But Ronald Smith is also angry at the Canadian government for its "tepid" support of his clemency bid — support that came only after Federal Court forced Ottawa to act on Smith's behalf.
"It bothered me," Smith said in an interview with The Canadian Press at Montana State Prison — his home for the last 30 years.
"There was no need to make it a point that: 'We're being forced into this.' Come on, really? Am I that horrible a person that you have to be forced to act like a human being?
"I was a little grumpy about it."
Smith, originally from Red Deer, Alta., has been on death row since 1982. A drug-addicted drifter back then, Smith and an accomplice, both of them high on LSD and booze, marched Thomas Running Rabbit and Harvey Mad Man Jr. into the woods near East Glacier, Mont., and shot them in the head.
They were cold-blooded killings. Smith said he shot the men just to know how it felt to take a life and because he wanted to steal their car.
Smith asked for and received a death sentence, but later changed his mind. His legal avenues of appeal have all run out and the Montana Board of Pardons and Parole has scheduled a hearing in May after which it will make a recommendation on whether Smith should be spared. The final decision will fall to Montana Gov. Brian Schweitzer.
The governor indicated last fall there is nothing more difficult than deciding if someone lives or dies.
But he said Wednesday that he is going to let the parole board do its job.
"The parole board is first stop shopping for someone who is asking for clemency. They will make that first decision whether to make a recommendation to the governor or not," Schweitzer said.
"It would be inappropriate for me to say anything or allow someone to write something about what this semi-judiciary board will be recommending."
Prime Minister Stephen Harper's Conservative government initially refused to support Smith, saying he had been convicted in a democratic country. The decision ran counter to a long-standing policy of seeking clemency for Canadians sentenced to death in foreign lands. The Federal Court ruled the government had to back Smith.
The government did write a letter asking the board to spare Smith's life, but its public support for the bid has been minimal.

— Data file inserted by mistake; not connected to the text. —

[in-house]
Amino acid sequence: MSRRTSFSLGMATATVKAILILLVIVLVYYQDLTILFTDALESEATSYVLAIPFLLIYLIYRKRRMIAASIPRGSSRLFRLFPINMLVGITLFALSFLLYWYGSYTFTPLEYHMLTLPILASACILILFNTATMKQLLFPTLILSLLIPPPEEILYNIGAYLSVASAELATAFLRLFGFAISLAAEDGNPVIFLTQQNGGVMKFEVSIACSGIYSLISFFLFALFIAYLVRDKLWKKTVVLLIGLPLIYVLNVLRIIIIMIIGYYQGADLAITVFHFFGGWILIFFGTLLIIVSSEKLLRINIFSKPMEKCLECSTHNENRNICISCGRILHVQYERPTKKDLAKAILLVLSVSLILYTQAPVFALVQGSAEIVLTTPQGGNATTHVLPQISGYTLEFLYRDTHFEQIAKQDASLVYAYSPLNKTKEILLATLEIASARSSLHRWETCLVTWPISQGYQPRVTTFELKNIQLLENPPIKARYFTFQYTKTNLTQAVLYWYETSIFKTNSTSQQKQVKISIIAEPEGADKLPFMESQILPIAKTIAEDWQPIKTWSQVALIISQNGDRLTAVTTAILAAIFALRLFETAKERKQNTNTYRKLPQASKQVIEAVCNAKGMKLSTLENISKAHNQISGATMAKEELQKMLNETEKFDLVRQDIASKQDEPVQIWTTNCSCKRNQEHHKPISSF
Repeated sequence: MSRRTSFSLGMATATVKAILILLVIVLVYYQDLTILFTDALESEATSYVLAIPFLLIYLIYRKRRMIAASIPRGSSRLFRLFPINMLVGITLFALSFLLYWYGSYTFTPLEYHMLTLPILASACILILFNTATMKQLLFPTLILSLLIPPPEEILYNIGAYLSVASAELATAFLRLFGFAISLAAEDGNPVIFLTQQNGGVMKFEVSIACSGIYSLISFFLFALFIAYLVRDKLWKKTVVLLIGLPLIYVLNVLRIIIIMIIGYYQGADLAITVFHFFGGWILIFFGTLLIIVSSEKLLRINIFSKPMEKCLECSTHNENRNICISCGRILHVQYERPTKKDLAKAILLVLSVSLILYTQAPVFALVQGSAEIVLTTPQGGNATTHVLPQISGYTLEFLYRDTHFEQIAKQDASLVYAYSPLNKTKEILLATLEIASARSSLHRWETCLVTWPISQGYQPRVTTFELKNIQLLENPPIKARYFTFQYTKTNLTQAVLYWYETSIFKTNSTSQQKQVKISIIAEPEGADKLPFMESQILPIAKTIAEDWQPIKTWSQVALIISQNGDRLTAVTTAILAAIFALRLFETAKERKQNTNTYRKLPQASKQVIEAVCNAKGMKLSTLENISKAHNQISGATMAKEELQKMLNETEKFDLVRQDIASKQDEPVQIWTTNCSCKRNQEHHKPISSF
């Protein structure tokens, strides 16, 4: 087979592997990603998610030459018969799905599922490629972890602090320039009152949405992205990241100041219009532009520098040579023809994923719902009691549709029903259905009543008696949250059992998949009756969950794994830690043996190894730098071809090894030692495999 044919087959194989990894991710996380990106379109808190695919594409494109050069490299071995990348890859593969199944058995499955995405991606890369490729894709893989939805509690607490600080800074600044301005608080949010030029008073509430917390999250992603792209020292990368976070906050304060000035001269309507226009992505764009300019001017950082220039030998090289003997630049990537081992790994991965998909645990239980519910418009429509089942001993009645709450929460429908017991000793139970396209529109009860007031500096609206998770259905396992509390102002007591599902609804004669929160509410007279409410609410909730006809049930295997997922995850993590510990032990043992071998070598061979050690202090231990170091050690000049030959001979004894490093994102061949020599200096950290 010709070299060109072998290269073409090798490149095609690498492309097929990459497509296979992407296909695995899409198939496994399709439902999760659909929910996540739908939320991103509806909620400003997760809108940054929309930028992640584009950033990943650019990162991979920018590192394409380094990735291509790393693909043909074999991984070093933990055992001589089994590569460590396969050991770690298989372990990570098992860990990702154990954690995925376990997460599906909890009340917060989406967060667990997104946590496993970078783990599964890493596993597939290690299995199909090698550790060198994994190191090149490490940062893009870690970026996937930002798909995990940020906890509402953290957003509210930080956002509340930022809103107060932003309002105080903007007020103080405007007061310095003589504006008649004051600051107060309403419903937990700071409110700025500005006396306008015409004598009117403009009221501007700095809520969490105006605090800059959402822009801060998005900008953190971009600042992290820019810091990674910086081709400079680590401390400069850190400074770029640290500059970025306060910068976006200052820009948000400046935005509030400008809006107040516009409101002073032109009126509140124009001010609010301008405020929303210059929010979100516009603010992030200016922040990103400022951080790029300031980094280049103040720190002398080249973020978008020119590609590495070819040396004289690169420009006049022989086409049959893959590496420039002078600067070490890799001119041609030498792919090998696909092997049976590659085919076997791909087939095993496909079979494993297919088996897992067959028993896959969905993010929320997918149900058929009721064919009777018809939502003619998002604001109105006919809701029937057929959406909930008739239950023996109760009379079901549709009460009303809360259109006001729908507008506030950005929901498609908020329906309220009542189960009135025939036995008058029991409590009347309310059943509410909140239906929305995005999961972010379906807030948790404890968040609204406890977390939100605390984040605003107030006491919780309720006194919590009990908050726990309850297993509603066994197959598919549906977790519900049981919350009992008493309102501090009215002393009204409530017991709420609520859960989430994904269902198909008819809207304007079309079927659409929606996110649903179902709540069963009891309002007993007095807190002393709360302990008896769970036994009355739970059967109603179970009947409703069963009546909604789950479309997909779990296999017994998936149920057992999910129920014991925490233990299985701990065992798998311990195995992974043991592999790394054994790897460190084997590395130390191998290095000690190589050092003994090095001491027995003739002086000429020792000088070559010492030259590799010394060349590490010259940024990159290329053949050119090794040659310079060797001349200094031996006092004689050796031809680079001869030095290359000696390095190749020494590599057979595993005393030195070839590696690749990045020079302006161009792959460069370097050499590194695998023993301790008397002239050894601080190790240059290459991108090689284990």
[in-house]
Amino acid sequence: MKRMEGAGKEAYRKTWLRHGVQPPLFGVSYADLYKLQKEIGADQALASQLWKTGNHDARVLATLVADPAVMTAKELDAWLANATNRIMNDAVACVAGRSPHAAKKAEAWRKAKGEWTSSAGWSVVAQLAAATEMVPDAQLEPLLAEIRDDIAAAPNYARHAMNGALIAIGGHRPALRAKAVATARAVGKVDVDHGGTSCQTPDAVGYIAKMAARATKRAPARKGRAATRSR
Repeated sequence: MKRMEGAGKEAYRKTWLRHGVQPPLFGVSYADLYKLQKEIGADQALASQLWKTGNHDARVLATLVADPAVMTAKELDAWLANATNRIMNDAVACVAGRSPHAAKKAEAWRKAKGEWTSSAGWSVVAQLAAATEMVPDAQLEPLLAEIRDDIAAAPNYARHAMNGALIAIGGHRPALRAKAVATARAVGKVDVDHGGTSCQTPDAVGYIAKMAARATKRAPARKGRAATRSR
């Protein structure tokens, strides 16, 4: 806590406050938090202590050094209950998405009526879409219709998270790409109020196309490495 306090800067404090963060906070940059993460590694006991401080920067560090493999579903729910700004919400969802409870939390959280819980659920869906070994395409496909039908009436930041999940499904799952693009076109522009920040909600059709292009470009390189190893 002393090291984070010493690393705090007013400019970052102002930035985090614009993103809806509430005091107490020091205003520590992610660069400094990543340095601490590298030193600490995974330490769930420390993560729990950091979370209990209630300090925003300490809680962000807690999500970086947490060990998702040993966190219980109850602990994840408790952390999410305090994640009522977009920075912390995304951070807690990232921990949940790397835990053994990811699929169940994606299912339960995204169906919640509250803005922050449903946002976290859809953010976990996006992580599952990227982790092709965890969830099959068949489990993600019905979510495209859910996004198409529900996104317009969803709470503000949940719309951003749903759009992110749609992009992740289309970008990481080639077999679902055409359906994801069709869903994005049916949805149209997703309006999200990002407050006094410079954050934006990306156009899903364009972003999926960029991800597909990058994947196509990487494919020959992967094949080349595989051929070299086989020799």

"The government of Canada does not sympathize with violent crime and this letter should not be construed as reflecting a judgment on Mr. Smith's conduct,'' the letter said. "The government of Canada ... requests that you grant clemency to Mr. Smith on humanitarian grounds.''
The letter was signed by Foreign Affairs Minister John Baird.
"I feel a little bit of both (anger and hurt)," Smith said. "They don't know me. They're taking a look at what happened to me all that time ago. They're not taking a look at anything else.
"I don't think it will hurt, but it's not going to be a benefit obviously."
If Smith does win clemency, he will still spend the rest of his life behind bars.
He realizes that he is likely to die in Montana State Prison. The only remaining questions are when and how.
He said the support of his family — he has a daughter and two grandchildren — has helped him through his time on death row.
And he realizes that he took two men away from their own loved ones.
"I've always wanted an opportunity to step outside of all of this, and to be able to apologize to the family and explain to them just everything about me at that point in time. I was a completely different person," Smith said.
"I'm not looking for forgiveness. I don't think that is a possibility. I can see what it did to my family, so it's got to be considerably more to them because I'm still here. I've taken that away from them so again I try not to dwell on it."
Smith said he has turned to education to fill the long empty days.
He achieved his Grade 12 equivalency and had hoped to help troubled youth but realized that no one would trust him with their children. So he recently turned his studies to the law in order to give legal advice to others behind bars.
Officials at the prison said he has been a model prisoner for the past 25 years.
If Smith's bid for clemency fails, another execution date will be scheduled and there won't be any last-minute appeals that can rescue him from a lethal injection.
"I never did fear it. You've got to remember I'm the one that asked for this. The fear of dying — there's never been an issue with it. It is what it is. We all have to go at some time," Smith said.
"It's got to be over. Thankfully we've hit this point in time where there's no more long, drawn-out waiting. We're going to get it over one way or another. It's like triple overtime."
However his lack of fear about death doesn't mean he believes he will be going to a better place.
"I've gotten into religious discussions here recently with a priest trying to help me a develop a faith. The problem: I don't have the faith," he said.
"It's hard for me to think that there is some benign being out there watching over me and just waiting for me to accept him and he'll pick me up with open arms and away we go," he added.
"I would like to believe, but it comes down to developing that faith aspect."
Family members of Smith's victims said in the past that they wanted to see him executed, but that feeling has subsided among at least one relative recently.
Jessica Crawford, Running Rabbit's daughter, said before Christmas that she will ask the board to recommend clemency. She said before seeing Smith in person at a hearing she had built him into some kind of monster, but she then realized he is just a man.
Smith said he isn't about to minimize what he did.
"She was about the same age as my daughter when this all fell out. From a child's perspective I was some kind of monster. I'm not saying that I wasn't ...I killed people.
"I was a monster at the time. It's not who I am now."